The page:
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President Donald Trump. Photo: Brendan Smialowski / AFP / Getty Images

Trump tweeted Tuesday morning that he thinks “one of the biggest stories in a long time” is that “the FBI now says it is missing five months worth of lovers Strzok-Page texts, perhaps 50,000, and all in prime time. Wow!”

Why Trump’s tweet isn’t surprising: Trump and Republican lawmakers have pointed to anti-Trump texts between FBI agent Peter Strzok and FBI lawyer Lisa Page as signs of “manifest bias” against Trump in the FBI. Trump has accused Strzok, with no evidence, of treason. Trump is just continuing that line of defense now.

  • The texts got Strzok booted last summer off the Special Counsel’s probe into whether Trump’s campaign coordinated with Russia to influence the 2016 U.S. presidential election.
  • For the duration of a five-month period that ended the day a special counsel was appointed to handle the Trump-Russia probe, the FBI didn’t retain texts between Strzok and Page, according to Republican Senator Ron Johnson, the chairman of the Senate Homeland Security and Government Affairs Committee.
  • Johnson requested the FBI explain why it didn’t preserve the texts. The FBI has previously said some texts weren’t retained due to a misconfiguration of software updates.
  • The DOJ Inspector General is looking into Strzok and Page’s behavior.
  • Strzok also worked on the FBI’s probe into Hillary Clinton’s emails, which ultimately did not press charges under Comey’s leadership.

According to the texts...

  • Former Attorney General Loretta Lynch knew before former FBI Director Jim Comey’s press conference that he wouldn’t recommend charges against Clinton.
  • Comey and Lynch knew Clinton wouldn’t face charges before she interviewed with the FBI.
  • Comey’s statement recommending no charges for Clinton originally included more damaging language than was later included.
  • Republican circles, including Rep. Trey Gowdy and Rep. John Ratcliffe, are raising questions over an anti-Trump "secret society" reportedly referenced in the Strzok-Page texts that indicate there may have been a meeting the day after Trump got elected.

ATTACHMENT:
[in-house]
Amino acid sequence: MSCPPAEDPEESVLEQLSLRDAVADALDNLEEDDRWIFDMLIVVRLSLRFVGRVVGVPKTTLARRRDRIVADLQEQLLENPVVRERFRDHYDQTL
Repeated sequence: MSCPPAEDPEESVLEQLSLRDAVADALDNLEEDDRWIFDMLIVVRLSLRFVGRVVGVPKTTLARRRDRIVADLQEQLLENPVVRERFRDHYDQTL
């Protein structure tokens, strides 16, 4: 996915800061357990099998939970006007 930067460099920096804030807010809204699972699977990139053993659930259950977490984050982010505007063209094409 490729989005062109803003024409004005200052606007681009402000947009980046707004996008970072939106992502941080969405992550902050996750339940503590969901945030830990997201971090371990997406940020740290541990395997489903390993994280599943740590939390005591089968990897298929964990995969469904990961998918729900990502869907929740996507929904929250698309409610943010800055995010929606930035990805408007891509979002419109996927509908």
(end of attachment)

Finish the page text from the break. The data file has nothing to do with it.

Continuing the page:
A tweet previously embedded here has been deleted or was tweeted from an account that has been suspended or deleted.
  • Page and Strzok showed signs that they were avoiding tracing by texting about FBI matters.
  • The Hill reported that the texts prompted Senate and House congressional investigations into leaks, which got Drudged. That report "was used as fodder for a narrative that Trump-hating FBI agents had leaked information to hurt the then-Republican candidate," Reilly and Baumann write.

Yes, but: It "doesn’t make a lot of sense on its face" that Strzok and Page were out to get Trump, HuffPost's Ryan Reilly and Nick Baumann wrote last week in a deep dive on the FBI agent text messages. "Most of the information that came out of the bureau during the election was damaging to Hillary Clinton, not Trump. And Page...and Strzok...exchanged texts slamming politicians and officials of all ideological stripes, not just Trump."

  • Republican Sen. Richard Burr, chairman of the Senate Intelligence Committee, told CNN he thinks the missing texts were just a technical error and that the FBI has been cooperating with congressional requests.
  • Trump's tweet is a little misleading regarding the figure he cites, per the AP: "The Justice Department says that [50,000 texts is] the overall number of messages found on FBI servers."

Go deeper

Biden to sign voting rights order to mark "Bloody Sunday" anniversary

President Biden will sign an executive order today, on the 56th anniversary of "Bloody Sunday," meant to promote voting rights, according to an administration official.

Why it matters: The executive order comes as Democrats face an uphill battle to pass a sweeping election bill meant, in part, to combat a growing number of proposals introduced by Republicans at the state level that would restrict voter access.

Updated 3 hours ago - World

In photos: Pope Francis spreads message of peace on first trip to Iraq

Pope Francis waving as he arrives near the ruins of the Syriac Catholic Church of the Immaculate Conception (al-Tahira-l-Kubra), in the old city of Iraq's northern Mosul on March 7. Photo: Vincenzo Pinto/AFP via Getty Images

Pope Francis was on Sunday visiting areas of northern Iraq once held by Islamic State militants.

Why it matters: This is the first-ever papal trip to Iraq. The purpose of Francis' four-day visit is largely intended to reassure the country's Christian minority, who were violently persecuted by ISIS, which controlled the region from 2014-2017.

Cuomo faces fresh misconduct allegations from former aides

New York Gov. Andrew Cuomo during a February press conference in New York City. Photo: Seth Wenig/Pool/AFP via Getty Images

The office of New York Gov. Andrew Cuomo (D) was on Saturday facing fresh accusations of misconduct against his staff, including further allegations of inappropriate behavior against two more women. His office denies the claims.

Driving the news: The Washington Post reported Cuomo allegedly embraced an aide when he led the U.S. Department of Housing and Urban Development and that two male staffers who worked for him in the governor's office accused him of routinely berating them "with explicit language."